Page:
To successfully tackle the backlog and address the safety risks associated with this, Annie noted it was important to have in place:
Annie also referenced the work of Steven Shorrock and the need to differentiate between ‘work as imagined’ and ‘work as done’. She talked about the importance of senior leaders seeing what really happens on the frontline, not just hearing about it via Teams calls. She reflected positively on her Trust’s Deputy Director of Improvement coming to see their team’s work for the day, and their work to understand how policy translates into practice.
Finally, she highlighted the importance of safety culture and the need to place patient safety at the heart of everything we do if we are to successfully meet the challenges ahead.
Introducing his presentation, Jono Broad outlined the five key ‘Rights’ for every patient journey: Right care, Right place, Right time, Right person, and once these four are in place, it should be possible to achieve the Right outcome.
He echoed Annie’s comments on the challenges caused by an ongoing shortage of beds, noting this problem long predated the pandemic. He reflected on the significant reduction in community nursing services and the raised the concern that focusing on early discharge from hospital make create patient safety concerns if the new models of care are not properly resourced.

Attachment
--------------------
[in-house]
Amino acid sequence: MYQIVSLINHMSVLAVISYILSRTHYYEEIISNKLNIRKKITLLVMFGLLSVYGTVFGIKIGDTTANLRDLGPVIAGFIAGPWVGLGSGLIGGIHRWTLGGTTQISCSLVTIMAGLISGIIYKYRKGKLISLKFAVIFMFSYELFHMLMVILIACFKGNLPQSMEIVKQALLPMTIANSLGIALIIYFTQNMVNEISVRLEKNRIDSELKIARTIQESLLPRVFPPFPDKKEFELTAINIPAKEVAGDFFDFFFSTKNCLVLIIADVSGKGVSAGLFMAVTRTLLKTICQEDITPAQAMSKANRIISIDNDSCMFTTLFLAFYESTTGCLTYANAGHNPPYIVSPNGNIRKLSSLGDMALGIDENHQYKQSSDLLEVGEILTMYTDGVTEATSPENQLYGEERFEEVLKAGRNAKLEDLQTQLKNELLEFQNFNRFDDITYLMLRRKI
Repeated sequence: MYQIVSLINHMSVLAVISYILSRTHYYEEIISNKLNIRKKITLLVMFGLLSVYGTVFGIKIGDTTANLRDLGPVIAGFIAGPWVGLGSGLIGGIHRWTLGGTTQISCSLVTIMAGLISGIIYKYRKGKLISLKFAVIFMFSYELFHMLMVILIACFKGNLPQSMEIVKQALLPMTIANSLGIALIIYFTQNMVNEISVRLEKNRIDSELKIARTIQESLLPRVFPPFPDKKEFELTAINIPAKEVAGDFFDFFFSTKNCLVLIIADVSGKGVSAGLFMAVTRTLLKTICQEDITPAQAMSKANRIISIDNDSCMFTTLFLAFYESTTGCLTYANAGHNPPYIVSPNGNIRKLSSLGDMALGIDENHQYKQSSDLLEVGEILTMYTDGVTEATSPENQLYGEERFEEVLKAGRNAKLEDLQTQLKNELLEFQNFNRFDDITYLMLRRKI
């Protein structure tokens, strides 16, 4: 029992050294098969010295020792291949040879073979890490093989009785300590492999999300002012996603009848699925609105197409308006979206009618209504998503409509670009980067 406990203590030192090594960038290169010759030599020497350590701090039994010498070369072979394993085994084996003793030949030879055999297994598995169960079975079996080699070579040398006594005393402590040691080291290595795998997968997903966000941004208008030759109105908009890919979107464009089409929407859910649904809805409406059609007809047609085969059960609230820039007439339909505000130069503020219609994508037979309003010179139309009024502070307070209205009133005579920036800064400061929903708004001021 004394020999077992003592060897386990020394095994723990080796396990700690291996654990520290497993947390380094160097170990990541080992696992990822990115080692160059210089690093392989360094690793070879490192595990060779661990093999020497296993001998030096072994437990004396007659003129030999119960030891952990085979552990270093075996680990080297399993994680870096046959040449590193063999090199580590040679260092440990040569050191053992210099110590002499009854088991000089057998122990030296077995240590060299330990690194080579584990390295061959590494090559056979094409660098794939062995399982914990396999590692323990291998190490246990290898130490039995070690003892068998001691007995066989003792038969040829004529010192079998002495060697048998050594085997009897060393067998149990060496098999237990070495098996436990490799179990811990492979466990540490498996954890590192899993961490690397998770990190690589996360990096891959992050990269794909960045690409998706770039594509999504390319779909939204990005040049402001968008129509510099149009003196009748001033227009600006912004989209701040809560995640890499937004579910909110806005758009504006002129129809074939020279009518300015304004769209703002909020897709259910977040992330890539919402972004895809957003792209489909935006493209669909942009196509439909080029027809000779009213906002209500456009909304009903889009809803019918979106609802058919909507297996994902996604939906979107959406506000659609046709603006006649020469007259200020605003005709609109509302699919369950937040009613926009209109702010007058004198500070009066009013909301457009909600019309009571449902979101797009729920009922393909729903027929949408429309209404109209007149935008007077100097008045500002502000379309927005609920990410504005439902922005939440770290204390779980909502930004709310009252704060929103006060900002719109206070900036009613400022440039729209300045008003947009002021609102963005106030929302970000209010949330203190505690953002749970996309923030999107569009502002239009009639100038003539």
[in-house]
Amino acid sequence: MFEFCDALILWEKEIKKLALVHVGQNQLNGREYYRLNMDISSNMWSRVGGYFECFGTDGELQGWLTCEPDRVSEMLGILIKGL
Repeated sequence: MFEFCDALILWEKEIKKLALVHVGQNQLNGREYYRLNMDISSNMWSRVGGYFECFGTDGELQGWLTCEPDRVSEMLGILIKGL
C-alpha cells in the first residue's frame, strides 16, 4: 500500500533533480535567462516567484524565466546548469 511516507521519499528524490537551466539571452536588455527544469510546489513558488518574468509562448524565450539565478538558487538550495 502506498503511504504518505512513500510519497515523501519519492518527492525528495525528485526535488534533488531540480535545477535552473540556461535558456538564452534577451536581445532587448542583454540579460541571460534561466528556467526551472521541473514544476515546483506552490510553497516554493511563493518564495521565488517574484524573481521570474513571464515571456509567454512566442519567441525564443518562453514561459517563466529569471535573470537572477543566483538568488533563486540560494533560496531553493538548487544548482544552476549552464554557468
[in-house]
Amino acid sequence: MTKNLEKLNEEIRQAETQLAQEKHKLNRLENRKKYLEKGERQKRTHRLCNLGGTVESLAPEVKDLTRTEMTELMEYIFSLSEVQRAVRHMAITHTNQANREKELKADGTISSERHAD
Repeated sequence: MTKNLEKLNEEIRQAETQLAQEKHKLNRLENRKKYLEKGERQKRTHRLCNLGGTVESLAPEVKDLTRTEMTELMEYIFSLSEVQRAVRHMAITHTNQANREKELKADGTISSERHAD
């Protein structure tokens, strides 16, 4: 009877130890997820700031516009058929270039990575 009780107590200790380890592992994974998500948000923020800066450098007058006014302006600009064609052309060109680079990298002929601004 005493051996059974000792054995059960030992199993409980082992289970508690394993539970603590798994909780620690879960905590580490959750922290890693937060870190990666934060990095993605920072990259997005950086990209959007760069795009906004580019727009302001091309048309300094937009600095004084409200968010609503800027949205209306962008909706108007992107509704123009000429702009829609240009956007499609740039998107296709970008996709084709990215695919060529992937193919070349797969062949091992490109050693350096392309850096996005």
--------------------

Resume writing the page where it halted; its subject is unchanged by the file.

Turning to the backlog of care and increasing waiting lists, he highlighted concerns about lack of communication with patients. He spoke about cases where individuals were not informed of a cancelled procedure until the day before it was scheduled. Speaking about support for patients on waiting lists, he said that currently:
“We’re not placing safety at the heart of waiting well”
Jono emphasised that we need to do more to provide the right support for patients so they can ‘wait well’, ensuring there is:
He spoke about the NHS approach to patient safety more broadly, and his personal involvement in the development of the National Patient Safety Strategy. However, reflecting on the implementation of this, he noted that:
“It is visionary, it is excellent, it could be brilliant – but only if it's resourced. Only if it’s given the credence and the dedication that it needs to be delivered, and only if patients are properly and truly involved in the design and delivery of all patient safety aspects.”
Jono emphasised the importance of co-production, making sure that people using services, the public and staff can all work together to shape how services are designed, delivered, and evaluated. He stressed that key to this was ensuring that we enable patients to be active partners in care.
We ended with a question and answer session discussion with participants, which included:
I found the webinar a powerful exploration of some of the key patient safety issues that the HSJ Patient Safety Congress in Manchester later this year will focus on.
For me, patients and clinicians are our conscience, they speak truth to power, and it is vital that we listen to and act on their insights and wisdom. It is important to capture compelling stories from patients and staff to hear what needs to be changed, and crucially to share how changes then happen. Given the huge challenges we face in a (hopefully soon to be) post- pandemic world, we need to ‘work with’ staff and patients to ensure that patient safety is at the heart of healthcare.